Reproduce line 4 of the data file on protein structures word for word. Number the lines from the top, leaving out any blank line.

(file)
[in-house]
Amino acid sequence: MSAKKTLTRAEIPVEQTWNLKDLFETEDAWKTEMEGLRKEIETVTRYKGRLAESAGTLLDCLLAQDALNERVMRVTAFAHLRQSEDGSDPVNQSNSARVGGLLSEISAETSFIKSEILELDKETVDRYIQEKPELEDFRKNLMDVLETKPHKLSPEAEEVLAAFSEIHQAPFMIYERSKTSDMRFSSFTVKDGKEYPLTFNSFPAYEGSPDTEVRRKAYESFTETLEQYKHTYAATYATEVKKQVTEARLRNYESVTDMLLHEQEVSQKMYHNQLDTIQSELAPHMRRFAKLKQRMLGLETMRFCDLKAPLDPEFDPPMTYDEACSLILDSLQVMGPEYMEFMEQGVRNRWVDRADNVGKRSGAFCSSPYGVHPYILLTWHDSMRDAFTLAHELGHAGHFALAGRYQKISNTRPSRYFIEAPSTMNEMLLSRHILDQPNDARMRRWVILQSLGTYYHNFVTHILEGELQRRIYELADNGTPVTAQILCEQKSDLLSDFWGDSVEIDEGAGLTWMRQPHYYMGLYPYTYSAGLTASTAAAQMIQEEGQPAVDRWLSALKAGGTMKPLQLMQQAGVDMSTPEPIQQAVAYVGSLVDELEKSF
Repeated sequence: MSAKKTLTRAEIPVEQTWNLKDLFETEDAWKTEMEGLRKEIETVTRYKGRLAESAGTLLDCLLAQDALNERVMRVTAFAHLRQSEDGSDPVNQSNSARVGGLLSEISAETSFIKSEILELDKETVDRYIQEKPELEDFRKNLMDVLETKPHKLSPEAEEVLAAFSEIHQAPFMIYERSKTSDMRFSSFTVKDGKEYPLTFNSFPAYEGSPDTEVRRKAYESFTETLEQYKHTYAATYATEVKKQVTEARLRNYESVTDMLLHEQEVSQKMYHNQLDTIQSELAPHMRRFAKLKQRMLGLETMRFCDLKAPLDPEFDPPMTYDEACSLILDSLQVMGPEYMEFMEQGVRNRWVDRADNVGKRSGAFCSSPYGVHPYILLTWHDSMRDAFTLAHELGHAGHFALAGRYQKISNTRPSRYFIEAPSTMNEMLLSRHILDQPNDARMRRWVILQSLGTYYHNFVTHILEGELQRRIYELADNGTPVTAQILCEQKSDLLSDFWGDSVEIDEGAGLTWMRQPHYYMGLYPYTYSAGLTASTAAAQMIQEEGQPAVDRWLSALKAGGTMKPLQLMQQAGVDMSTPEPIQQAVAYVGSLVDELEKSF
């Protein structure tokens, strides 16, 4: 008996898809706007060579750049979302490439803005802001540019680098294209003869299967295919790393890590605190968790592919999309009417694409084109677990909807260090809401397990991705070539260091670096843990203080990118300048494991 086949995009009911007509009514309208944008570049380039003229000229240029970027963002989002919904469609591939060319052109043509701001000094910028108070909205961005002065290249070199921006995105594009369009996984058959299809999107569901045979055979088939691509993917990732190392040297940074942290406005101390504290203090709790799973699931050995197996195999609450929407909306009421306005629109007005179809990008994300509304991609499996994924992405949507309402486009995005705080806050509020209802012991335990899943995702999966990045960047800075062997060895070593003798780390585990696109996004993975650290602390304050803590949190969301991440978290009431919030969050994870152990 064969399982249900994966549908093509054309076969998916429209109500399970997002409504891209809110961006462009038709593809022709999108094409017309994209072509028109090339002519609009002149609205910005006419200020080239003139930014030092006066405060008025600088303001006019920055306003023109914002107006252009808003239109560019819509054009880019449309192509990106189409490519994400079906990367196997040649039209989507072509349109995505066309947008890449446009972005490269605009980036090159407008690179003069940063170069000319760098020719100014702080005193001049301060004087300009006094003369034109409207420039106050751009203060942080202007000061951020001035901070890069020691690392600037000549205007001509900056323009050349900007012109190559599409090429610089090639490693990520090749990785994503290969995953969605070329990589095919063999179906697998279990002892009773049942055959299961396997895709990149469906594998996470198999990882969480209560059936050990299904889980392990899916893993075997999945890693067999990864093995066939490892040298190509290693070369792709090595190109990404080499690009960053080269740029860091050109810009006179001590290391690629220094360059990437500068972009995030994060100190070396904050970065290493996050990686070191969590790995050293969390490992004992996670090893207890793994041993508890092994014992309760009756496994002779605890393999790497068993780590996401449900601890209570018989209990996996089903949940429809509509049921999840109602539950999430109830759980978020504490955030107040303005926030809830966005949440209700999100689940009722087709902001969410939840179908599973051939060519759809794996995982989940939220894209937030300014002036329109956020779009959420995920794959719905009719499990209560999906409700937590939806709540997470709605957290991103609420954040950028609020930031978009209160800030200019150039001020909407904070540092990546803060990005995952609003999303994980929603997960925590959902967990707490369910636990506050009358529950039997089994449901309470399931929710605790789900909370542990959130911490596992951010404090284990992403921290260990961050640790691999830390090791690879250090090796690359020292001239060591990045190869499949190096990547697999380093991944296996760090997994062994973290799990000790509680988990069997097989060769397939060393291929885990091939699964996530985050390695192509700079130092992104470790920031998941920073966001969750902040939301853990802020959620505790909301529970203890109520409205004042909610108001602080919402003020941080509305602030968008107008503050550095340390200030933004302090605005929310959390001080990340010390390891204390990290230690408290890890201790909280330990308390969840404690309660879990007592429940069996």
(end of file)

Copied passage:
């Protein structure tokens, strides 16, 4: 008996898809706007060579750049979302490439803005802001540019680098294209003869299967295919790393890590605190968790592919999309009417694409084109677990909807260090809401397990991705070539260091670096843990203080990118300048494991 086949995009009911007509009514309208944008570049380039003229000229240029970027963002989002919904469609591939060319052109043509701001000094910028108070909205961005002065290249070199921006995105594009369009996984058959299809999107569901045979055979088939691509993917990732190392040297940074942290406005101390504290203090709790799973699931050995197996195999609450929407909306009421306005629109007005179809990008994300509304991609499996994924992405949507309402486009995005705080806050509020209802012991335990899943995702999966990045960047800075062997060895070593003798780390585990696109996004993975650290602390304050803590949190969301991440978290009431919030969050994870152990 064969399982249900994966549908093509054309076969998916429209109500399970997002409504891209809110961006462009038709593809022709999108094409017309994209072509028109090339002519609009002149609205910005006419200020080239003139930014030092006066405060008025600088303001006019920055306003023109914002107006252009808003239109560019819509054009880019449309192509990106189409490519994400079906990367196997040649039209989507072509349109995505066309947008890449446009972005490269605009980036090159407008690179003069940063170069000319760098020719100014702080005193001049301060004087300009006094003369034109409207420039106050751009203060942080202007000061951020001035901070890069020691690392600037000549205007001509900056323009050349900007012109190559599409090429610089090639490693990520090749990785994503290969995953969605070329990589095919063999179906697998279990002892009773049942055959299961396997895709990149469906594998996470198999990882969480209560059936050990299904889980392990899916893993075997999945890693067999990864093995066939490892040298190509290693070369792709090595190109990404080499690009960053080269740029860091050109810009006179001590290391690629220094360059990437500068972009995030994060100190070396904050970065290493996050990686070191969590790995050293969390490992004992996670090893207890793994041993508890092994014992309760009756496994002779605890393999790497068993780590996401449900601890209570018989209990996996089903949940429809509509049921999840109602539950999430109830759980978020504490955030107040303005926030809830966005949440209700999100689940009722087709902001969410939840179908599973051939060519759809794996995982989940939220894209937030300014002036329109956020779009959420995920794959719905009719499990209560999906409700937590939806709540997470709605957290991103609420954040950028609020930031978009209160800030200019150039001020909407904070540092990546803060990005995952609003999303994980929603997960925590959902967990707490369910636990506050009358529950039997089994449901309470399931929710605790789900909370542990959130911490596992951010404090284990992403921290260990961050640790691999830390090791690879250090090796690359020292001239060591990045190869499949190096990547697999380093991944296996760090997994062994973290799990000790509680988990069997097989060769397939060393291929885990091939699964996530985050390695192509700079130092992104470790920031998941920073966001969750902040939301853990802020959620505790909301529970203890109520409205004042909610108001602080919402003020941080509305602030968008107008503050550095340390200030933004302090605005929310959390001080990340010390390891204390990290230690408290890890201790909280330990308390969840404690309660879990007592429940069996």